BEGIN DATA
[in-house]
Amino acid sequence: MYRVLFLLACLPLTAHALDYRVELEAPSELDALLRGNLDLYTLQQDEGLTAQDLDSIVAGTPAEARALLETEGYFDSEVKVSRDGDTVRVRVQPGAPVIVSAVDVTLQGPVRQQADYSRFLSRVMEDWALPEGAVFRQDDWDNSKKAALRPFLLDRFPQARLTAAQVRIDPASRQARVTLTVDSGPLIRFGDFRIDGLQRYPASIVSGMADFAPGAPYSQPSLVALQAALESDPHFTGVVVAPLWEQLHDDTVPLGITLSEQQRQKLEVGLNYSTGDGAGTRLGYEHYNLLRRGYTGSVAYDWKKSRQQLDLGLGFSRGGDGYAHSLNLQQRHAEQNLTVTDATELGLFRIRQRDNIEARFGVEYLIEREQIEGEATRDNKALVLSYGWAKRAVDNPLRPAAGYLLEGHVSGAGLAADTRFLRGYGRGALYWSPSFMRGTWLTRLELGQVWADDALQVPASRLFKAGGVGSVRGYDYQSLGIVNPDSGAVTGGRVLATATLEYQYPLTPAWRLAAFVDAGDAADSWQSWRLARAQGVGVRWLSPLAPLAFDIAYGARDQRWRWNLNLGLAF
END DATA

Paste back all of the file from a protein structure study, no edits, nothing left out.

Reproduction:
[in-house]
Amino acid sequence: MYRVLFLLACLPLTAHALDYRVELEAPSELDALLRGNLDLYTLQQDEGLTAQDLDSIVAGTPAEARALLETEGYFDSEVKVSRDGDTVRVRVQPGAPVIVSAVDVTLQGPVRQQADYSRFLSRVMEDWALPEGAVFRQDDWDNSKKAALRPFLLDRFPQARLTAAQVRIDPASRQARVTLTVDSGPLIRFGDFRIDGLQRYPASIVSGMADFAPGAPYSQPSLVALQAALESDPHFTGVVVAPLWEQLHDDTVPLGITLSEQQRQKLEVGLNYSTGDGAGTRLGYEHYNLLRRGYTGSVAYDWKKSRQQLDLGLGFSRGGDGYAHSLNLQQRHAEQNLTVTDATELGLFRIRQRDNIEARFGVEYLIEREQIEGEATRDNKALVLSYGWAKRAVDNPLRPAAGYLLEGHVSGAGLAADTRFLRGYGRGALYWSPSFMRGTWLTRLELGQVWADDALQVPASRLFKAGGVGSVRGYDYQSLGIVNPDSGAVTGGRVLATATLEYQYPLTPAWRLAAFVDAGDAADSWQSWRLARAQGVGVRWLSPLAPLAFDIAYGARDQRWRWNLNLGLAF